China’s One-Child Nightmare

A Mother Reflects on Her People’s Population War

Nanfu Wang was born in China in 1985, six years after the launch of its one-child policy, and she grew up in a world awash in messaging about it. Billboards, slogans, outdoor murals, schoolbooks, children's songs, TV shows, drama and fine arts performances – all these praised the glories of one-child families. Wall-to-wall propaganda promoted one-child families as a means of raising standards of living and creating happiness. At the same time, the policy was said to be a critical part of "a population war" for national survival, necessary to prevent mass starvation. And so punishments varying from fines to loss of home to forced abortion and sterilization were swiftly visited upon violators.

The policy was part of the backdrop of Nanfu's life, and she never gave much thought to it until she became pregnant with her first child. She had by then moved to New York and established herself as a filmmaker, and becoming a mother had caused her to reflect on her own childhood. This included reexamining the policy from the perspective of a new mother. She could hardly bear being separated from her newborn son. What was it like for parents under one-child policy Chinese? And, what about the officials charged with carrying it out?As a girl, she had taken it in stride, but now she didn't know what or how to think about it.

So, she returned to China with her infant son, camera, and a host of questions in tow. She talked with family members and officials, including her village's chief official and the midwife charged with enforcing the policy. "What was it like for you?" she asked. The government had lifted the one-child restriction in 2015, and presumably, people felt freer to speak openly about it.

But surprisingly, few were critical. While a lot of people were noticeably conflicted, often because they had participated in things they weren't comfortable with, most of them ended up shrugging their moral ambiguities off on the government. Here are some things they said:

  • "I had to put the national interest above my personal feelings."
  • "We were fighting a population war."
  • "It might be cruel. But policy is policy. What could we do? We had to follow the chain of command."
  •  "It was like fighting a war. Death is inevitable."

Over and over, the same theme emerged, "We had no choice." Shuqin Jiang, a highly-decorated family planning official, explained how she got acclimated to her job:

I initially thought that forcing abortions was an atrocity. I wanted to quit several times. But the leader said to me, "It is a national policy and as a party member, the more challenging the job, the more determined you should be to take it on."

And take it on, she did. She continued:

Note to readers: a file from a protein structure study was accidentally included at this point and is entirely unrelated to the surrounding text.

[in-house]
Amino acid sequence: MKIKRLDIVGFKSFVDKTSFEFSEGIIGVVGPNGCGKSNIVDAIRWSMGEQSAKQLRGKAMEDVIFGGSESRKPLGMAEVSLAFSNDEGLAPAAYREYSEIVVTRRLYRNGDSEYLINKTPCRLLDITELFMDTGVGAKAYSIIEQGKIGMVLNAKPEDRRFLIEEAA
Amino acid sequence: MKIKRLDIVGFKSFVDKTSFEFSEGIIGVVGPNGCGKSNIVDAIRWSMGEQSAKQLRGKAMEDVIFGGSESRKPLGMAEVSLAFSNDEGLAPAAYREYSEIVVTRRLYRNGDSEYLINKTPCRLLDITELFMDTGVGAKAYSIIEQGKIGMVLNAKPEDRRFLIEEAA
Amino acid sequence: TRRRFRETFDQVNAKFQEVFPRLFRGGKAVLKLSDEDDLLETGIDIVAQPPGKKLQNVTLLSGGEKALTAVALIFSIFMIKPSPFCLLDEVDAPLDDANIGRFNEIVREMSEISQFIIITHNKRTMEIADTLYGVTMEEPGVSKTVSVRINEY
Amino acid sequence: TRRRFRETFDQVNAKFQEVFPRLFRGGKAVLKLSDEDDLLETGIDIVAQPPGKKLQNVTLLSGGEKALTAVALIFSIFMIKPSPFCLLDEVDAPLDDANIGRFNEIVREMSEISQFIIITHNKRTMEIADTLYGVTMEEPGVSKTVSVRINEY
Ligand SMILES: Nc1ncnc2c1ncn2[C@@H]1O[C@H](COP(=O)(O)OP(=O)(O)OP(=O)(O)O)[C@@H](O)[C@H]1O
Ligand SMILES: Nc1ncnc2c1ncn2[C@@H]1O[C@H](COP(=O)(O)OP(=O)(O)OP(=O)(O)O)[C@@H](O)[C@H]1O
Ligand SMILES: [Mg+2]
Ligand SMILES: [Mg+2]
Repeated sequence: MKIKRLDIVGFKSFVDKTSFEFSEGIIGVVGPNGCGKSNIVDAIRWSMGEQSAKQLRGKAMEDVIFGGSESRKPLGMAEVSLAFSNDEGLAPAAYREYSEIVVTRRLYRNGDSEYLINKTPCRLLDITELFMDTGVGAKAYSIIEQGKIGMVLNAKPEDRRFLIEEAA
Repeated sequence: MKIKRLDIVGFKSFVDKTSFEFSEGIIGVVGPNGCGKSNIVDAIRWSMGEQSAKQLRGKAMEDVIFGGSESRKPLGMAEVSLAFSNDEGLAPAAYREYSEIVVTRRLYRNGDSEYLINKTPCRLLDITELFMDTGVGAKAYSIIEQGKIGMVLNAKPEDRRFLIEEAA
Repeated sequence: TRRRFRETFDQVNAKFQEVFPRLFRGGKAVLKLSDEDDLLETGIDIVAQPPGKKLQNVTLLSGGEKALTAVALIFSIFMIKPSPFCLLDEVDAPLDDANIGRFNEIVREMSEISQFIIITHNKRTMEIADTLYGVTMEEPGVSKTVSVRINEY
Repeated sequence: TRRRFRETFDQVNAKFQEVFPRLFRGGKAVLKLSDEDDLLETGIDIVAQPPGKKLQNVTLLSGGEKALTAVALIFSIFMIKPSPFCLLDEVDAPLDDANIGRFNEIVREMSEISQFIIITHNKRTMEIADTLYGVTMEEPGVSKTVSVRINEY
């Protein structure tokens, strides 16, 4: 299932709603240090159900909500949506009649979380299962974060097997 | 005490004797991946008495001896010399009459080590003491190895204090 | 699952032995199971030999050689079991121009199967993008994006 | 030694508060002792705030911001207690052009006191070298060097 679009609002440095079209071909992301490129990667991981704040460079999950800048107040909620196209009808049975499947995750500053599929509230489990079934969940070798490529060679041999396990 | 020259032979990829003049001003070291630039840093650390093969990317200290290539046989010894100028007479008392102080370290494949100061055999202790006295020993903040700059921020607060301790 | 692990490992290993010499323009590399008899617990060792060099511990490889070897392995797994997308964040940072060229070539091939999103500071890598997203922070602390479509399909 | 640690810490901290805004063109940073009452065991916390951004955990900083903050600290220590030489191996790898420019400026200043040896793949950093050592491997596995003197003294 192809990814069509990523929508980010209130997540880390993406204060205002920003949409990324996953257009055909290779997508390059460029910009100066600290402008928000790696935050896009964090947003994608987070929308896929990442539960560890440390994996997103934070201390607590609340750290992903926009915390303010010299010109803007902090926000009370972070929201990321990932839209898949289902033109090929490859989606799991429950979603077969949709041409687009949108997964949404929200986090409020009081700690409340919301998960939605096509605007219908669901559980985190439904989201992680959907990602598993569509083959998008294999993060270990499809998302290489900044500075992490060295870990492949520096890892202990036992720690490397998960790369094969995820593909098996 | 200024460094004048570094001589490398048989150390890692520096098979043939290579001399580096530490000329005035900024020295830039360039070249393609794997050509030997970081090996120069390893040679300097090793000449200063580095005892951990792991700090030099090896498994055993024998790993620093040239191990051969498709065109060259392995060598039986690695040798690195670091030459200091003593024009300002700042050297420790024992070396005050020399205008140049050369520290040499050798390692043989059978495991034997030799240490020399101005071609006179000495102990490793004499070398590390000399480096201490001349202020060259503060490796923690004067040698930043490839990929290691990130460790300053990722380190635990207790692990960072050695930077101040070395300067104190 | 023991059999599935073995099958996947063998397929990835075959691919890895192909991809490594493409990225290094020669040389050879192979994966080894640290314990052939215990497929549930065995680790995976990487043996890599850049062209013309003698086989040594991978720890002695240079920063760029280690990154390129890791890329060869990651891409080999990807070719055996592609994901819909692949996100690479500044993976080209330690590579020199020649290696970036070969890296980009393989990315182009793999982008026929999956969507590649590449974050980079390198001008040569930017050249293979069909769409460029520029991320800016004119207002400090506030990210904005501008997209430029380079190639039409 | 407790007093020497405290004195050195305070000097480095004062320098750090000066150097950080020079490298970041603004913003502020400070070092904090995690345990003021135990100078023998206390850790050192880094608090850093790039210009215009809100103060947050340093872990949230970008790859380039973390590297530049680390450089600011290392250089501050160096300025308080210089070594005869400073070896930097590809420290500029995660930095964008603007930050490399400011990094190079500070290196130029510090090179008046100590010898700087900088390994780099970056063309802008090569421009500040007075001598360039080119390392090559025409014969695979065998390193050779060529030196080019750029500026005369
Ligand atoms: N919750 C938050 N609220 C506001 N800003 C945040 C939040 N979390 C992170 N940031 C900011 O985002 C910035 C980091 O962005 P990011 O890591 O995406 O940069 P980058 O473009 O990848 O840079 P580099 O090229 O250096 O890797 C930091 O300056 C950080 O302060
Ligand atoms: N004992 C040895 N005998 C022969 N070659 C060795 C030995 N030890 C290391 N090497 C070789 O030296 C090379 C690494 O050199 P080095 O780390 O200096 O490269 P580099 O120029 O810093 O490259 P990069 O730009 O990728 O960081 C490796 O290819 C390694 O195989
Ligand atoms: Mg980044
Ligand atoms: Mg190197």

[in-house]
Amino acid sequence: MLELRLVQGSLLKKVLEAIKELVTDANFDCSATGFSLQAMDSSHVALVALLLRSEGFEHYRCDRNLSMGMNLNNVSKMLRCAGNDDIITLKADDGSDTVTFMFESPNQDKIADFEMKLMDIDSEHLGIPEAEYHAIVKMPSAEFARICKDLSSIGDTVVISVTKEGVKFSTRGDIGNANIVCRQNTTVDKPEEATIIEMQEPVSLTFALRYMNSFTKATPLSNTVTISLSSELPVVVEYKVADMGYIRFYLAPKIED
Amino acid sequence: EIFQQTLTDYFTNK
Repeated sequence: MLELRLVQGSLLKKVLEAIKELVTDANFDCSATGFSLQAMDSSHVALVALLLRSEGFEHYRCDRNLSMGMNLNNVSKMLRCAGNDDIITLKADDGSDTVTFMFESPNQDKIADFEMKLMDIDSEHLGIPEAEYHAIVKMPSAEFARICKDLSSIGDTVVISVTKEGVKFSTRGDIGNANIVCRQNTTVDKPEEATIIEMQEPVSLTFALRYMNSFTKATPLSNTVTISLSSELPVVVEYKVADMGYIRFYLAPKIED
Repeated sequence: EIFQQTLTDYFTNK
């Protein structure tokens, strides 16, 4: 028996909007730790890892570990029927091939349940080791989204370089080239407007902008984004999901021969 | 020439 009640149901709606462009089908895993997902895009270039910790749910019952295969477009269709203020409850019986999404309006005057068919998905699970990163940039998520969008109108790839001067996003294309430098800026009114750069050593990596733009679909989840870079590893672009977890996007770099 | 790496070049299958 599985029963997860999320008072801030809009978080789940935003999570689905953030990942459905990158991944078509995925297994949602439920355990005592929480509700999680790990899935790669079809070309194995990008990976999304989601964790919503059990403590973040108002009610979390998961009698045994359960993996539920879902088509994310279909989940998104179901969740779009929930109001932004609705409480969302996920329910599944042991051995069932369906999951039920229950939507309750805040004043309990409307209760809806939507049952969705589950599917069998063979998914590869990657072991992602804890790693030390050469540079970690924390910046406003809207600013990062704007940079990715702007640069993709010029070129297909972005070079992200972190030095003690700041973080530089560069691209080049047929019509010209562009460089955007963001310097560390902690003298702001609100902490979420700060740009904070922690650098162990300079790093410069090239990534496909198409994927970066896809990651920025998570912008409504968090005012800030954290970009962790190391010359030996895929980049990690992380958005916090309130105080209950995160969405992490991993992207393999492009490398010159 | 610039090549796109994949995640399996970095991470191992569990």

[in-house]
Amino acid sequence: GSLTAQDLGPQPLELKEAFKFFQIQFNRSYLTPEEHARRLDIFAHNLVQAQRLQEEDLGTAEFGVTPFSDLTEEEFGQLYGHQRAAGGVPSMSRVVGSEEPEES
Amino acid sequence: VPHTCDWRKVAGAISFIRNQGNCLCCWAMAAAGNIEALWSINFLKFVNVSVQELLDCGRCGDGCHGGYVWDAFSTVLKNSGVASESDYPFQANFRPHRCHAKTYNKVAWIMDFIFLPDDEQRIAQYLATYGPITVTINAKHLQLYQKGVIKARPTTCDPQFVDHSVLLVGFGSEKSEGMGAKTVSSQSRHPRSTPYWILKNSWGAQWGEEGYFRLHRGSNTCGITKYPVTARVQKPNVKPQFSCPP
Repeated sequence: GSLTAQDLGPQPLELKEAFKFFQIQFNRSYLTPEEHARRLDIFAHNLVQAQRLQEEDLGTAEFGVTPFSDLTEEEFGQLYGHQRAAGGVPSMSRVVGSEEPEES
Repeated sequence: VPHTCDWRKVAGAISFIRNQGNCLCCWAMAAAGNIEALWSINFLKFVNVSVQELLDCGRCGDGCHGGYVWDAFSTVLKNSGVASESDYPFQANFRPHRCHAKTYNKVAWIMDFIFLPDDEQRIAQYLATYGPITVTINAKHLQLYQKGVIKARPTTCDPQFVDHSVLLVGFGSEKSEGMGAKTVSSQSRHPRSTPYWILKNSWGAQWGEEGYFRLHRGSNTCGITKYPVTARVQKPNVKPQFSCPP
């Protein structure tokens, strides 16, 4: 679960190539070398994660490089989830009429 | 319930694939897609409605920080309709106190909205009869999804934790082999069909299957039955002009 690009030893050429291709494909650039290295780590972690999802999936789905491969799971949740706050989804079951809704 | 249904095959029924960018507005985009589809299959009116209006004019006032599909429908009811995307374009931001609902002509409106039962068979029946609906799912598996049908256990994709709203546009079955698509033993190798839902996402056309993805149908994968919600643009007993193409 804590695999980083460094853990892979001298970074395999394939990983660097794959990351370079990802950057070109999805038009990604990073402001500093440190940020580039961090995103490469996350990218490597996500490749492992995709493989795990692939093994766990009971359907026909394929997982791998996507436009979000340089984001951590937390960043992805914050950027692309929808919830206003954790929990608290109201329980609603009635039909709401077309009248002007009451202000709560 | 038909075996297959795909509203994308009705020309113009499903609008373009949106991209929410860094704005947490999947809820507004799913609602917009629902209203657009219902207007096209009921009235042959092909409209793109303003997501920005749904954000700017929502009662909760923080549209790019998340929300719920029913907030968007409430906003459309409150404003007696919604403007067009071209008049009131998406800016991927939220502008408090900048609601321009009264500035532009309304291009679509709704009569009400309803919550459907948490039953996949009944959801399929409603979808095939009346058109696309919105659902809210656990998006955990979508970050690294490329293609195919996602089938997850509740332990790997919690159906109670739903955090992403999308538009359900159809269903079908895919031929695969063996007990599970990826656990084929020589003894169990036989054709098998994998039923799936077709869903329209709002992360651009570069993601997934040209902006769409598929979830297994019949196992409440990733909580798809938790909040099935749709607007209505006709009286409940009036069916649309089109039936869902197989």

Many of the fetuses aborted were eight or nine months along. When they were aborted, they were still alive. Sometimes pregnant women tried to run away. We had to chase after them.

And she unequivocally affirmed all of this:

Looking back, the policy was absolutely correct. Our leaders were prophetic. If not for this policy, our country would have perished.

She spoke affably, smiling at times, even chuckling as she recounted one incident where a mother ran away from an abortion naked, leaving officials in the awkward position of not knowing what to grab to get her back. To all appearances, she could have been a grandmother talking about playing with her (living) grandchildren.

Nanfu captured all of this and more in her film One Child Nation: The Truth Behind the Propaganda. By project's end, she was visibly dismayed. No one seemed to question the policy or how it was implemented. Worse, some people criticized her for raising questions about it. She signs off with a mix of unresolved anger and sadness. The idea of fighting a "population war" was a common slogan used by the government, she reflected, but it ended up becoming a war against its own people.

Indeed, it did – in more ways than one. One Child Nation exposes what can happen when people put their trust in government to make the rules apart from any higher authority. To do so is to risk giving oneself over to depravity (see Romans, 1), doing and affirming things that would have appalled us before we gave in to them. To all appearances, Shuqin Jiang looked and spoke like any well-meaning grandma. But what she said and did and affirmed goes beyond moral ambiguity. It is the stuff of unmitigated evil.

And it took place all across China for thirty years. It was overt evil to kill innocent children. It was subversive evil to force people to do it in violation of their own consciences. In doing this, the Chinese Communists assaulted their people's very humanity. That may be the most insidious evil of all, in that it destroys people from the inside out, making them participants in their own destruction.

To guard against giving ourselves over to the same evil, everyone should see this film – preferably with a group, so you can talk it over afterwards. Click here to see the trailer or here to stream on Amazon (free for Amazon Prime).

 is Deputy Editor of Salvo and writes on apologetics and matters of faith.

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